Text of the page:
Entries in National Cancer Institute (4)


Study Finds Cellphones May Cause Cancer, But Brain Cancers Have Not Spiked

Jupiterimages/Thinkstock(WASHINGTON) -- Though a World Health Organization study concluded cellphones may cause cancer, some are wondering why, if there truly is a link, has there not been a significant worldwide increase in brain cancers.

The World Health Organization (WHO), whose International Agency for Research on Cancer announced the results of its year-long study Tuesday, estimates that there are five billion cellphone users globally, representing nearly three-quarters of the world's population.

However, the incidence and mortality rate of brain and central nervous system cancers has remained virtually flat since 1987, according to data from the National Cancer Institute.

The most compelling evidence cited by the WHO is a multi-country study that found people who used cellphones most often, an average of 30 minutes per day over 10 years, had a 40-percent higher risk for a rare brain tumor called a glioma.

The WHO also considered not-yet-released papers showing increased risk for another kind of cancer, acoustic neuroma, in the parts of the brain where cellphone radiation is strongest.

Roughly 30 older studies have tried and failed to establish any link between cellphones and cancer. This conundrum has been a hot topic since shoe-sized phones hit the scene in the late 1970s. One study even found those who used cellphones occasionally had a lower cancer risk than those who used old-fashioned land lines.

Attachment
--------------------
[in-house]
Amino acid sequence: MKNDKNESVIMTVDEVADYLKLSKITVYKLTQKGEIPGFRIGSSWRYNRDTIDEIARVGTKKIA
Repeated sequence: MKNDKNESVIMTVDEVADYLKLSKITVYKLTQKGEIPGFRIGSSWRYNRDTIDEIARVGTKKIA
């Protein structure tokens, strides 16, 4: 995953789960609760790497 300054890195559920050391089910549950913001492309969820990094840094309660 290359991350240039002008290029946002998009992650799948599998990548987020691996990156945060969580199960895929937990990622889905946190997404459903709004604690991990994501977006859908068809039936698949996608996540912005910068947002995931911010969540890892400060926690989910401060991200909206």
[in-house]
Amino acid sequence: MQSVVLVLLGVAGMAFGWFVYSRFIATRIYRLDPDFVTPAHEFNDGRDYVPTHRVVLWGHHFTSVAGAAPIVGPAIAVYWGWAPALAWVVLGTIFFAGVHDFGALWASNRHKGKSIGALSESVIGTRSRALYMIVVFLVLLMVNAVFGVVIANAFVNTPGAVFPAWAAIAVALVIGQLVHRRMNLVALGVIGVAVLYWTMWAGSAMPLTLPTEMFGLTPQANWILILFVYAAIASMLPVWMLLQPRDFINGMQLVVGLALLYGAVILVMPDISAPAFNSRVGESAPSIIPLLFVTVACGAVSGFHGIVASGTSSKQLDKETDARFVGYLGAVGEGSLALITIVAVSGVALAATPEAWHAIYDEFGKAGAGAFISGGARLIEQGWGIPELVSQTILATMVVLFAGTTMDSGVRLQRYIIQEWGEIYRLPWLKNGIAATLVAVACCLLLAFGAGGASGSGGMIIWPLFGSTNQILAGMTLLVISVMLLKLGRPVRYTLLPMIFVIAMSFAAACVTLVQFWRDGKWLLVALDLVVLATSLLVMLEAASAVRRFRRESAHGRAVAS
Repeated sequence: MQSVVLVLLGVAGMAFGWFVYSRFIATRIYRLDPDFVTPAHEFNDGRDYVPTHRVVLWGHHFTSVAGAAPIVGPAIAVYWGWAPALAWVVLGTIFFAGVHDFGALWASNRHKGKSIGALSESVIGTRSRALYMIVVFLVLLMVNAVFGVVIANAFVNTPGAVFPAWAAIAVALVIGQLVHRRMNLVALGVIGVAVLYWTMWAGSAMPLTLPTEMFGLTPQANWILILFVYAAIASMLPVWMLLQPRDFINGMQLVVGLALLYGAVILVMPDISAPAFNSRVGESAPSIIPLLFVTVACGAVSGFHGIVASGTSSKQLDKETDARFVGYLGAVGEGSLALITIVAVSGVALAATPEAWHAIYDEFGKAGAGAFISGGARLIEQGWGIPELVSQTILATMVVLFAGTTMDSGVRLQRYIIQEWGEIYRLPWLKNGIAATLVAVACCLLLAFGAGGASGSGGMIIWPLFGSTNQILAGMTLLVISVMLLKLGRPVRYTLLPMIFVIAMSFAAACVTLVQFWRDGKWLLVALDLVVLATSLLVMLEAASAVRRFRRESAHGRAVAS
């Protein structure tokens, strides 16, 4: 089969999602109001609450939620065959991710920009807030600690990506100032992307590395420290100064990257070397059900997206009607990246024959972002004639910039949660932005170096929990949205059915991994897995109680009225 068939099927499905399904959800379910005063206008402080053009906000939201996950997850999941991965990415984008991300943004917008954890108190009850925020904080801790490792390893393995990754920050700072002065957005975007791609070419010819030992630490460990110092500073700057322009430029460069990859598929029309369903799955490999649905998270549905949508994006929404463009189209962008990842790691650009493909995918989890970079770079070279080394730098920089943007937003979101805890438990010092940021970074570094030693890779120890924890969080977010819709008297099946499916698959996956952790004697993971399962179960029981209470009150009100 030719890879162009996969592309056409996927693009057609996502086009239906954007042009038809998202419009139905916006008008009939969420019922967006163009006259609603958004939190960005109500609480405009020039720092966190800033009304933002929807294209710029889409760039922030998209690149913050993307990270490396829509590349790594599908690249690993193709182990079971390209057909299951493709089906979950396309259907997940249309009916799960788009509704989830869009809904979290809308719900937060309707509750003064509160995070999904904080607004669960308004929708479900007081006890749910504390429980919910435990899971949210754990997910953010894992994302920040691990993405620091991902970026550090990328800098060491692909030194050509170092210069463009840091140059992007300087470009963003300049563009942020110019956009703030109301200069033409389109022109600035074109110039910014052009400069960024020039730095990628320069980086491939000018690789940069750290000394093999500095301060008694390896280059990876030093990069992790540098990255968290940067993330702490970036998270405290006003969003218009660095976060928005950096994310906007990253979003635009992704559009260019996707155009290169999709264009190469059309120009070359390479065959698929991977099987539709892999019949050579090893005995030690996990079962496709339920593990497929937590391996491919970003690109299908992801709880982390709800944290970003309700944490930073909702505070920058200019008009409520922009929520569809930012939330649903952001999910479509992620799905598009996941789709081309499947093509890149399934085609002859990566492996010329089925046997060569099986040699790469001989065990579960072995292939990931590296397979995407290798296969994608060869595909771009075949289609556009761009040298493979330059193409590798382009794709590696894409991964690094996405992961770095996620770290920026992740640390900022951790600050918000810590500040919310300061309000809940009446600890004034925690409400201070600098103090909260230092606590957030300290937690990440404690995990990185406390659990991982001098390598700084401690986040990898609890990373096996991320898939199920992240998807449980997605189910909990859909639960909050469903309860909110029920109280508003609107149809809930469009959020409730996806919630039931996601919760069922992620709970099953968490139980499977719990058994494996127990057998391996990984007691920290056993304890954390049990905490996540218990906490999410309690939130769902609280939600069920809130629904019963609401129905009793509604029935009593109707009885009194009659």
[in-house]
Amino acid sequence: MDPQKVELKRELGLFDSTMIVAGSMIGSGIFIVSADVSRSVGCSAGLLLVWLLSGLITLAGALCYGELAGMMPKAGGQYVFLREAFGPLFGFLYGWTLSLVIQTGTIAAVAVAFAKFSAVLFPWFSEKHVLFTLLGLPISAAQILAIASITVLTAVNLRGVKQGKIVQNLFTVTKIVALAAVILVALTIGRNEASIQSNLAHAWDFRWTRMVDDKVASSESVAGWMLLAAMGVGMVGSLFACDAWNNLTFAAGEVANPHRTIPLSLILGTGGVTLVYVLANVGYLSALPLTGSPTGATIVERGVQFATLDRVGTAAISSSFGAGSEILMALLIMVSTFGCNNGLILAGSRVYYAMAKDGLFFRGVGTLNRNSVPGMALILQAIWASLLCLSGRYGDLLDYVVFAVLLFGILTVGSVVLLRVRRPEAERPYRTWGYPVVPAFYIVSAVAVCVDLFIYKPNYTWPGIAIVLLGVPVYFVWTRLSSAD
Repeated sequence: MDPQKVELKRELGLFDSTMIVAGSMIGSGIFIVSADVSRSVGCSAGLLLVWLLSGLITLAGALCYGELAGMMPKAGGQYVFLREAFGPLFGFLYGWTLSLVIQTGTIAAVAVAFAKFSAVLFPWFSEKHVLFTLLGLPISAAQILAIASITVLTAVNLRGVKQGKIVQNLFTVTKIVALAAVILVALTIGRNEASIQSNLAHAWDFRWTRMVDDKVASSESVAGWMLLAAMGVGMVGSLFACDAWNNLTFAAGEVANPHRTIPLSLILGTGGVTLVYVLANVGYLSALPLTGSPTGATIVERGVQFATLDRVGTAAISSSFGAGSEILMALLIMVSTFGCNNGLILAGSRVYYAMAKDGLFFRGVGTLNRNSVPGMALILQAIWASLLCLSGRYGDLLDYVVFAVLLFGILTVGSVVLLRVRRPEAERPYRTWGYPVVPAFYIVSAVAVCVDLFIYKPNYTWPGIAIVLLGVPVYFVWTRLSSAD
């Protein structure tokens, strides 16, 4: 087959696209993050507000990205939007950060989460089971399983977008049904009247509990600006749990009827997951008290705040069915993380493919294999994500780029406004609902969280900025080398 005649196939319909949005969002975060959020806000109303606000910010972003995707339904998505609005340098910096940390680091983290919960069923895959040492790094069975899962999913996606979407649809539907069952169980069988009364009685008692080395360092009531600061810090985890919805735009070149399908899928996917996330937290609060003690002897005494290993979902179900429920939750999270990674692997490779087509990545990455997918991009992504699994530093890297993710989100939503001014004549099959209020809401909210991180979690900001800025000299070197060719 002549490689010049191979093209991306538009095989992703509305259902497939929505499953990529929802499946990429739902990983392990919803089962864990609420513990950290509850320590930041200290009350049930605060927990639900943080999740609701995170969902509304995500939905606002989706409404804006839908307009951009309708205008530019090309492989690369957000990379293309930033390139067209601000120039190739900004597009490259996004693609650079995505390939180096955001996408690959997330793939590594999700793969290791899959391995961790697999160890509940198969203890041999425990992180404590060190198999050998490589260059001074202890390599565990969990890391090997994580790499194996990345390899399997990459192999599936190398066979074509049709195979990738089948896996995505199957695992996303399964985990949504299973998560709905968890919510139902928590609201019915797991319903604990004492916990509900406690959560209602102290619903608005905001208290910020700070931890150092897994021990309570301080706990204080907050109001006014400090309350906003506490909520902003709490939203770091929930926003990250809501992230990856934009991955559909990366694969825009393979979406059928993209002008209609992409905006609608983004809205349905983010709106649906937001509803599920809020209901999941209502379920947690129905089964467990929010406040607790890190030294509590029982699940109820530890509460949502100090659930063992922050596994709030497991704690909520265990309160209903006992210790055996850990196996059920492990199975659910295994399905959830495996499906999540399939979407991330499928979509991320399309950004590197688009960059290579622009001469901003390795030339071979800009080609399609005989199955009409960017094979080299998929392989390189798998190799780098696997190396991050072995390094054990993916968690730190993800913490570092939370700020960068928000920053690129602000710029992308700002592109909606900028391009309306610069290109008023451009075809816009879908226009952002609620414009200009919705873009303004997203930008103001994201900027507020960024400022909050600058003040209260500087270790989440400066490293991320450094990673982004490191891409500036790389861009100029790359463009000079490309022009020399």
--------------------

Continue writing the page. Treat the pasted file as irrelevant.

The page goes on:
So what about the lack of rising numbers of brain cancers? Time is a major issue. The tumors take years, even decades, to develop, and some researchers say too few people have used cellphones long enough to affect worldwide numbers.

"The long-term consequences of putting radiation into brain we don't really understand," Dr. Keith L. Black of the neurosurgery department at the Cedars-Sinai Medical Center in Los Angeles told ABC News.

The WHO decided, in effect, to err on the side of caution.

"[The] IARC is saying that we should be cautious and think through what we do when we regulate exposures from cellphones," Dr. Peter Shields, chief of Georgetown University Hospital's cancer genetics and epidemiology program in Washington, D.C. told ABC News. "They follow the precautionary principle and want to maximally protect public health."